Hawaiian Electric deploys latest EV fast chargers in Mililani

Company now operates 27 fast chargers on four islands

Release Date: 8/2/2022

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HONOLULU, Aug. 2, 2022 – Electric vehicle drivers can now power up at a new Hawaiian Electric fast charging station at Town Center of Mililani. The Central Oahu location features two publicly accessible fast chargers that can provide more than 40 miles of additional range for a typical EV in 15 minutes.

This brings the total company-owned and operated fast chargers to 27, with 15 on Oahu, six on Hawaii Island, five on Maui and one on Molokai. Five more Hawaiian Electric fast chargers under construction on Oahu are expected to come online in the next few months. The chargers offer lower rates during daytime hours to encourage charging when solar energy is abundant.

The Mililani fast chargers are the latest deployed by Hawaiian Electric under a pilot program. The company is seeking regulatory approval to significantly expand its charging network to help Hawaii meet its decarbonization goals. The plan envisions 150 single-port fast chargers and 150 dual-port Level 2 chargers across five islands with a new, lower rate structure.

“With the number of EVs on Hawaii’s roadways more than tripling over the past five years there is clearly a need for more charging options,” said Aki Marceau, Hawaiian Electric’s director of electrification of transportation. “We hope our efforts will spark other providers to join the charging station build-out while we serve as a backbone of reliable charging for our community.”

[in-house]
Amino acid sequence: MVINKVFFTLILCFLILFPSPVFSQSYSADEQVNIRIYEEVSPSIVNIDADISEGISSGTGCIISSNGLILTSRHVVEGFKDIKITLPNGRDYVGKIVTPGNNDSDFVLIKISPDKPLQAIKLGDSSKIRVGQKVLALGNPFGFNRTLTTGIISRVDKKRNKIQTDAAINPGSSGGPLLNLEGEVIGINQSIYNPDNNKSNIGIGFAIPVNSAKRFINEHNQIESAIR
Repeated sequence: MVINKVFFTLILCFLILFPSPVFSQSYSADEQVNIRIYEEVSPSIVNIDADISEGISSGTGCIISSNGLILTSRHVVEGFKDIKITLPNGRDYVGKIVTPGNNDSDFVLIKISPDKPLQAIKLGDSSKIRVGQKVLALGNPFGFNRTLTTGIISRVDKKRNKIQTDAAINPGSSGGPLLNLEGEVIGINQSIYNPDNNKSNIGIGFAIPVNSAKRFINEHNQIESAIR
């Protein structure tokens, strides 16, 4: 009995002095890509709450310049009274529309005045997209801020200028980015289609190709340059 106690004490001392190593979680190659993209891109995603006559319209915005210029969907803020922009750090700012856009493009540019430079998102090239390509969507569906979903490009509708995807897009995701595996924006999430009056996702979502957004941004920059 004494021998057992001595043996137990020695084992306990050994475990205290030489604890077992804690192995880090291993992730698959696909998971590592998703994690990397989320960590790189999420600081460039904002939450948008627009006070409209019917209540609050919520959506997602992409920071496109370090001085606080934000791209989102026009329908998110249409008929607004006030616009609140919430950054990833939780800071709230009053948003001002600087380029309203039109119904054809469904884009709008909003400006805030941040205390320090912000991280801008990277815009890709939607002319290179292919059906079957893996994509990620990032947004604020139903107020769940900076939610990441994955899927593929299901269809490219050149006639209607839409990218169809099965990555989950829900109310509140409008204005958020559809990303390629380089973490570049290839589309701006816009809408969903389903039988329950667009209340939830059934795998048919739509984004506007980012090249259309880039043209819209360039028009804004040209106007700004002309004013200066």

Hawaiian Electric worked with site host Town Center of Mililani to deploy the new chargers.

“Town Center of Mililani is pleased to host new DC fast charging stations, for the convenience of residents and visitors alike,” said Shelley Morisaki, the center’s manager. “The new charging stations, located in the heart of Mililani and the Central Oahu region, are part of the center’s ongoing commitment to a more sustainable future.”

In Hawaii, ground transportation accounts for about 27% of petroleum consumption and 20% of greenhouse gas emissions, according to the Hawaii State Energy Office. Replacing fossil-fuel powered vehicles with cleaner, more efficient EVs will advance Hawaii’s decarbonization goals.

The state's four counties are committed to 100% public and private renewable-fueled ground transportation by 2045. In addition, Hawaii joined 15 states and the District of Columbia in 2020 with a goal of having 100% of all new medium- and heavy-duty vehicles sold be zero-emission by 2050. The interim target is 30% zero-emission vehicle sales by 2030.